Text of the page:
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Risks related to a possible reduction of the waiting period for dogs after rabies antibody titration to 30 days compared with 90 days of the current EU legislative regime

on the Wiley Online Library

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Abstract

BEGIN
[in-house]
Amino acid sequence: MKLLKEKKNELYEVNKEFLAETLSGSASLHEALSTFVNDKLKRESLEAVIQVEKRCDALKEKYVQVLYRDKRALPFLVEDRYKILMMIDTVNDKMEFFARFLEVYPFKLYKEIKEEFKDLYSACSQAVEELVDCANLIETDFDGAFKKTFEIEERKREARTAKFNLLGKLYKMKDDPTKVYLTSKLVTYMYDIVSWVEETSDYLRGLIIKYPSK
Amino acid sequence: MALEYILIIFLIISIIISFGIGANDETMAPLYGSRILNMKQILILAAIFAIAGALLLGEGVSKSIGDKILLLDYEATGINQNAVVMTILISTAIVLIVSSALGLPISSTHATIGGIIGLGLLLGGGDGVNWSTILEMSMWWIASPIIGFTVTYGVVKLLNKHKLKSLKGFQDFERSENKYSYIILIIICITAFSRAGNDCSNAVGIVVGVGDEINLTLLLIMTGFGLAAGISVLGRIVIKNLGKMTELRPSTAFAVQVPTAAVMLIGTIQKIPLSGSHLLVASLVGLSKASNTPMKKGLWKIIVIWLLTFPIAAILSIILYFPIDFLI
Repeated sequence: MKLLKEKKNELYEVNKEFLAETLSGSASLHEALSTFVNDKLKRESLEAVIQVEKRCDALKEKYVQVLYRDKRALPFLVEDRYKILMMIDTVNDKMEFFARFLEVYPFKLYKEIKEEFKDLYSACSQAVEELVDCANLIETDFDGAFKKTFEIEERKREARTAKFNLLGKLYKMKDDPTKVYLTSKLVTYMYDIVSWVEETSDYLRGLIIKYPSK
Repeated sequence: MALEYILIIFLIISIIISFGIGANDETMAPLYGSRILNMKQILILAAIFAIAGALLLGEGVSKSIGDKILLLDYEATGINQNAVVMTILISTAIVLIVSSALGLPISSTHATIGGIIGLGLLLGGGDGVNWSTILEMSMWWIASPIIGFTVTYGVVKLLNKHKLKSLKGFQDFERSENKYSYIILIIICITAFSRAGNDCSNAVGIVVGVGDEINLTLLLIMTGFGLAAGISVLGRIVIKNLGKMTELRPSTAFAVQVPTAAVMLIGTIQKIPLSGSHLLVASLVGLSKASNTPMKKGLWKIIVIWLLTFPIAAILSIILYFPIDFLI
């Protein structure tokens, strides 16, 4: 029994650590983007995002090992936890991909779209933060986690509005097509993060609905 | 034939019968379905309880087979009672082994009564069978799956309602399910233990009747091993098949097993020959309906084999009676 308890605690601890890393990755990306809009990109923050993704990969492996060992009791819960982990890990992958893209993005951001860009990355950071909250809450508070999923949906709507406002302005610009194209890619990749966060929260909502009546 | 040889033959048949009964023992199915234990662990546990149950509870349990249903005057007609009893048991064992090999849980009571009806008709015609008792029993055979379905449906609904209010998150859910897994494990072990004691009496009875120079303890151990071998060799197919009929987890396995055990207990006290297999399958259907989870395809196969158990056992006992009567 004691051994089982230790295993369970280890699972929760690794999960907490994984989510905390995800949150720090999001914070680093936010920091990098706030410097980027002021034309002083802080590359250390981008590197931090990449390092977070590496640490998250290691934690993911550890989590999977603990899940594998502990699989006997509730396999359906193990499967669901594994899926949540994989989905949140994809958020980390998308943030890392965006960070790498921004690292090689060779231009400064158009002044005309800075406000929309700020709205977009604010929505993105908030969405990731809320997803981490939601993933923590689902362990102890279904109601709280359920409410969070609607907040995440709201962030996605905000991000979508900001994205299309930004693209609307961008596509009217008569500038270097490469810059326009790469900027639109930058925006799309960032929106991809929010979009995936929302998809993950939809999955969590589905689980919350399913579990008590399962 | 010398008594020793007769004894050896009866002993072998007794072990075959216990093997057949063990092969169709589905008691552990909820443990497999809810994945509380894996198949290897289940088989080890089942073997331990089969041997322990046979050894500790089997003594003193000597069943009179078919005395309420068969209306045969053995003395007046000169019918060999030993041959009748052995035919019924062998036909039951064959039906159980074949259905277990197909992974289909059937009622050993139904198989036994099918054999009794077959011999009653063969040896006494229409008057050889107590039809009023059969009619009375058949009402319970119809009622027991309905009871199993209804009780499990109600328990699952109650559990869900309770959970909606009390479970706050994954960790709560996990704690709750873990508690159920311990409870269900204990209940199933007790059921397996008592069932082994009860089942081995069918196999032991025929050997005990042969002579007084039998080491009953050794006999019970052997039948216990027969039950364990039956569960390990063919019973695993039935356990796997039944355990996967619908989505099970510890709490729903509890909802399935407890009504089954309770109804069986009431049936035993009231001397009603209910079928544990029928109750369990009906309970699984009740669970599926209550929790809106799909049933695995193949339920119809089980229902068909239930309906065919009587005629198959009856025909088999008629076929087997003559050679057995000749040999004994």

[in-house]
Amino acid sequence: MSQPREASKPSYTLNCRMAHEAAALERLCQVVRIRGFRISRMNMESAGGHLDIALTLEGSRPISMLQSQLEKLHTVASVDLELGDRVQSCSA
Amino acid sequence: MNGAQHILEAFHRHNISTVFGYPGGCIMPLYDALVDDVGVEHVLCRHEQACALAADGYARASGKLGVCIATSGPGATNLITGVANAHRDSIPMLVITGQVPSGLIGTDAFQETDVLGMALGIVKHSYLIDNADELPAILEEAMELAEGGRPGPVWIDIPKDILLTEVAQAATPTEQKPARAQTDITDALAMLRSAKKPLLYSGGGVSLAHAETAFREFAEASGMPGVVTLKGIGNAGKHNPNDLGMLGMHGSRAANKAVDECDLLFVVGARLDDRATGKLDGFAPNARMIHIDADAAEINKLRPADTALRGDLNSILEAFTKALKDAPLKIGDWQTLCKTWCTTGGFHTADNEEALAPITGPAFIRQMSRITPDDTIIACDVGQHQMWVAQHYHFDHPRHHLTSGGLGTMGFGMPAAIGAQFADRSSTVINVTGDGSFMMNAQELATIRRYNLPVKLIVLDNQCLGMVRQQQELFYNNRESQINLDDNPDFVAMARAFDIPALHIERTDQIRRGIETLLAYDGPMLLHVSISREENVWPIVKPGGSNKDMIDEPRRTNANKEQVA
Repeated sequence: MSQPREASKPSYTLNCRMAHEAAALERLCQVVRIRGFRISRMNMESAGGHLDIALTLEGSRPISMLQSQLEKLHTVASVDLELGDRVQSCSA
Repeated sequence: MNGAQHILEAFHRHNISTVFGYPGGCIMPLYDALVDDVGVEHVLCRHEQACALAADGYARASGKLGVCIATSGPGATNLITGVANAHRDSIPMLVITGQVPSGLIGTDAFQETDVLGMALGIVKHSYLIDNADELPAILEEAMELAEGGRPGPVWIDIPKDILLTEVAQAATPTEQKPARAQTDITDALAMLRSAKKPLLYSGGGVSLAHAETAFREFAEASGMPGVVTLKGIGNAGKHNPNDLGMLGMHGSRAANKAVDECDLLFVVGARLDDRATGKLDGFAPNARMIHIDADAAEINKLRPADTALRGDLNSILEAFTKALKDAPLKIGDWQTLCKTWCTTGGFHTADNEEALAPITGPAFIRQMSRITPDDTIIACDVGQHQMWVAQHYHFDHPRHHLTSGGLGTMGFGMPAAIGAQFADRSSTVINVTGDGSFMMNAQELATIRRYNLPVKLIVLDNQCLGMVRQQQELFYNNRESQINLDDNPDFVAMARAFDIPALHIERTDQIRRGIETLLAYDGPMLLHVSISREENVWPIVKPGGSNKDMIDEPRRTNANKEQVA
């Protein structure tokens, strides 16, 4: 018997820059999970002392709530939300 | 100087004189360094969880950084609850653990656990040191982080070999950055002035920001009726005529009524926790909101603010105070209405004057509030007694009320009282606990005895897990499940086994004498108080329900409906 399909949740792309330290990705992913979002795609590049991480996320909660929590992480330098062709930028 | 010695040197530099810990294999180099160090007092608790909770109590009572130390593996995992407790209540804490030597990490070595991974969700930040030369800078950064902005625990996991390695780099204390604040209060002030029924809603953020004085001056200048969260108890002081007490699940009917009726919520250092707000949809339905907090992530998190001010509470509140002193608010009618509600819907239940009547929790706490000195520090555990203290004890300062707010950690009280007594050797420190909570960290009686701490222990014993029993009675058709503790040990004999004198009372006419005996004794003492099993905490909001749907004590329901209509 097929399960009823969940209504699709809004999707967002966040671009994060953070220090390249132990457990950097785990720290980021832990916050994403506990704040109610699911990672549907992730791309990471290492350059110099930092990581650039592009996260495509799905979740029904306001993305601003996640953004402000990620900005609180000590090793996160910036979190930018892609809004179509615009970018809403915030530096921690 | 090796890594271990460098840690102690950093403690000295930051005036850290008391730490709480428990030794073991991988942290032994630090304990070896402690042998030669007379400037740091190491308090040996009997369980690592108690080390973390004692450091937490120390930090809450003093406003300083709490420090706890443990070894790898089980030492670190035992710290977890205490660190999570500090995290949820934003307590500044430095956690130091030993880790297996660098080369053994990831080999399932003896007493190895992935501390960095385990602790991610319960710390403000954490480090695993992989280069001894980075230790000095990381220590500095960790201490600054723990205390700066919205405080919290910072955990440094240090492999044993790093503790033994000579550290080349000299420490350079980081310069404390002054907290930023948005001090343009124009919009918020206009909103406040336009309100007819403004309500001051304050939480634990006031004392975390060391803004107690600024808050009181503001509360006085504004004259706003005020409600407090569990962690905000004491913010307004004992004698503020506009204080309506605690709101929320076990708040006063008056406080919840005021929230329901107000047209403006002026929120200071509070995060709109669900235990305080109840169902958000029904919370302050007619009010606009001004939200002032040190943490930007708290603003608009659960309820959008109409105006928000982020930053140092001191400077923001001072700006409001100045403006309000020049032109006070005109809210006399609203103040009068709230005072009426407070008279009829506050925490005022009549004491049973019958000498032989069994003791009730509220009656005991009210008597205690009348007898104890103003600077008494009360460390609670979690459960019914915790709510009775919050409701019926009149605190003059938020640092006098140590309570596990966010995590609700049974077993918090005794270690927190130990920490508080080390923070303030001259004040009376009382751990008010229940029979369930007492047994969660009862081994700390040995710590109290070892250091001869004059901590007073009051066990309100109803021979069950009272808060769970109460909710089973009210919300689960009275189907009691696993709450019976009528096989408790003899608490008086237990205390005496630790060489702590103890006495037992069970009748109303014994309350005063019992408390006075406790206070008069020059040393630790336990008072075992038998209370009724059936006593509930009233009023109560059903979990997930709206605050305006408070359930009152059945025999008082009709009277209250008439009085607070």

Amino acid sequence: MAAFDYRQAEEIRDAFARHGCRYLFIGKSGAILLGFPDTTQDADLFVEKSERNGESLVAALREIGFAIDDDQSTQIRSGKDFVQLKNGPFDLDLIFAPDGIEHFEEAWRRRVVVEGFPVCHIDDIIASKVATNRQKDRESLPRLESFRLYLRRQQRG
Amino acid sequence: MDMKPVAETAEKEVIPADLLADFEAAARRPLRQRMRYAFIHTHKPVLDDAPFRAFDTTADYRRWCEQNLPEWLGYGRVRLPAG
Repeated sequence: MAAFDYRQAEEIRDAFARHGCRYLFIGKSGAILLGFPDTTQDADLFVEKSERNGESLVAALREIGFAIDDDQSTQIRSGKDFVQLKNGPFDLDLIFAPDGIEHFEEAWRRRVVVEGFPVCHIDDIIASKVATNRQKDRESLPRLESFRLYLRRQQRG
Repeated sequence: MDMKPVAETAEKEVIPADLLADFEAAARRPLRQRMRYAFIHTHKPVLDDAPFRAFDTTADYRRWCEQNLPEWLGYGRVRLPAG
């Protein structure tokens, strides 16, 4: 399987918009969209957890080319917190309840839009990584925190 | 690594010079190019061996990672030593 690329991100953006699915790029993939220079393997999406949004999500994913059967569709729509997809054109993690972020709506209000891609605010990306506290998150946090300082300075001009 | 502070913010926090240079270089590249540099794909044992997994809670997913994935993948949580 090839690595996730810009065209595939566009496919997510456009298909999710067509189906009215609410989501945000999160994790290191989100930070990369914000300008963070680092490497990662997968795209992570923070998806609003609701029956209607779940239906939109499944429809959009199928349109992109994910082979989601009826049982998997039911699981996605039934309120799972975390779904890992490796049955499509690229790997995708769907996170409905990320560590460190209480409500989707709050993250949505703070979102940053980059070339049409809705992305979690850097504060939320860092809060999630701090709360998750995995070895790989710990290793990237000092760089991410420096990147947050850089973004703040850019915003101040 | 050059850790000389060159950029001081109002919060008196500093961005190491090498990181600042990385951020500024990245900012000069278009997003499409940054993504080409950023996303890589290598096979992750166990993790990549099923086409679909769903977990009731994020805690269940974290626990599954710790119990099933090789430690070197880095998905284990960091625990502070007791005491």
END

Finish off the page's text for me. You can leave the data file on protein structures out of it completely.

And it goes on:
EFSA received a mandate from the European Commission to assess the risks related to a possible reduction of the waiting period after rabies antibody titration test to 30 days compared with 90 days of the current EU legislation, for dogs moving from certain non‐EU countries to the EU. This Scientific Report assessed the probability of introduction of rabies into the EU through commercial and non‐commercial movements of vaccinated dogs with a positive titration test (≥ 0.5 IU/mL) if the waiting period decreases from 90 to 30 days. Assuming that all the legal requirements are complied with, the risk of transmission of rabies through the movement of a vaccinated dog is related to the risk of introducing an animal incubating rabies that was infected before the day of vaccination or shortly after vaccination but before the development of immunity (21 days post‐vaccination). Using published data on the incubation period for experimental and field cases in dogs and considering the rabies incidence data in certain countries, the aggregated probability for the annual introduction of rabies through dogs was assessed. Considering the uncertainty related to the duration of the incubation period, the number of imported dogs, and the disease incidence in some countries it was concluded with a 95% certainty that the maximum number of rabies‐infected imported dogs complying with the regulations in a 20‐year period could increase from 5 to 20 when decreasing the waiting period from 90 to 30 days. Nevertheless, the potential impact of even a small increase in probability means the risk is increased for a region like the EU where rabies has long been a focus for eradication, to protect human and animal health.